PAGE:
The charity tribunal has given permission for the first time for witnesses at a forthcoming hearing to give evidence anonymously from behind screens or by video link, or in private.
The hearing will consider the appeal by the Preston Down Trust, a congregation of Plymouth Brethren is Devon, against the decision by the Charity Commission not to grant it charitable status. It is seen as a test case for about 300 other Brethren congregations.
The Brethren is a religious group that expects daily church attendance of members and has a strict doctrine of separation that prohibits members from eating or drinking with non-members or having friendships outside the group. Former members say that it was known until recently as the Exclusive Brethren.
Papers from a directions hearing at the tribunal earlier this week allow for witnesses "to remain anonymous to the appellants, to be screened off at the hearing, to give evidence by video link and/or for part of the hearing to be held in private session".
The tribunal papers say that said that before it would allow anonymity, the commission would have to explain "why the witness's evidence is relevant to an issue before the tribunal" and "why such measures are necessary in order to obtain the best quality evidence from that witness".
Charity law provides that an organisation can be refused charitable status if it does not provide sufficient public benefit, or if it creates disbenefits that outweigh any benefits.
A spokeswoman for the Charity Commission said that it had been approached by several people who had requested the opportunity to give evidence anonymously about alleged harm done by the Brethren. It would submit a list of such witnesses, but would not include their evidence in its own case, she said.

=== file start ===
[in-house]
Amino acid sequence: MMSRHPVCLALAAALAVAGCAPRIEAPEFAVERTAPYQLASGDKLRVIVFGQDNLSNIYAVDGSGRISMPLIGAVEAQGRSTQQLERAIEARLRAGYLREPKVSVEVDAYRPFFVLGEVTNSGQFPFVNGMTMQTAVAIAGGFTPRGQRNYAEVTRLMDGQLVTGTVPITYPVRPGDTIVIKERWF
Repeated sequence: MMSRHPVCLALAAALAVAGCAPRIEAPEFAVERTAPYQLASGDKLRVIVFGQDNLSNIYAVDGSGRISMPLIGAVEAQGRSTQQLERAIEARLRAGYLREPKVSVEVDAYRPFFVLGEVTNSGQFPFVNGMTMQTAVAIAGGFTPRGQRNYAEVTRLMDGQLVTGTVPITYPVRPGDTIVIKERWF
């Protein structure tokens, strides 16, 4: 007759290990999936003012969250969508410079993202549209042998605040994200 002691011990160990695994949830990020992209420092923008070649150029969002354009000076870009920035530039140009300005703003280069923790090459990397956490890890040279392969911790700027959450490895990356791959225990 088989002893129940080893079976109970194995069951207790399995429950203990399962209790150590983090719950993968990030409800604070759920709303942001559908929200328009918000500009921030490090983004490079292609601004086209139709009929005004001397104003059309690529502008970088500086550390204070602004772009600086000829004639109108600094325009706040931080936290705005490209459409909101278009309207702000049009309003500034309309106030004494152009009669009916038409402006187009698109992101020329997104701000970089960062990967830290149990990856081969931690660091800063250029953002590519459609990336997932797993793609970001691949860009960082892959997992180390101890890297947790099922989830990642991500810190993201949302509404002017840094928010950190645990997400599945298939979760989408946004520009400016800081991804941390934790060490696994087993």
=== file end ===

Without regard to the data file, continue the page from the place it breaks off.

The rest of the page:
Instead, it would present its original case against giving charitable status to the Brethren, offering evidence about lack of public benefit but not about disbenefit.
Third Sector understands that the witnesses who have approached the commission are former members of the Brethren who believe harm has been done to themselves and their families by the group. They might wish to remain anonymous because they are worried about harassment, or because family members remaining in the Brethren could suffer victimisation.Stephanie Biden, a senior associate at charity solicitors Bates Wells & Braithwaite, said the decision to allow evidence to be given anonymously indicated that the tribunal was willing to hear evidence of alleged harm done by the Brethren.
But she said that there was little case law that would help the tribunal balance evidence of public benefit against evidence of harm, and it was not clear how the evidence would be handled. "How much harm counteracts how much benefit?" she said.
Biden said that it was not clear how much weight the tribunal would give to evidence of harm from former Brethren if the commission did not focus on it, or if the individuals chose to remain anonymous.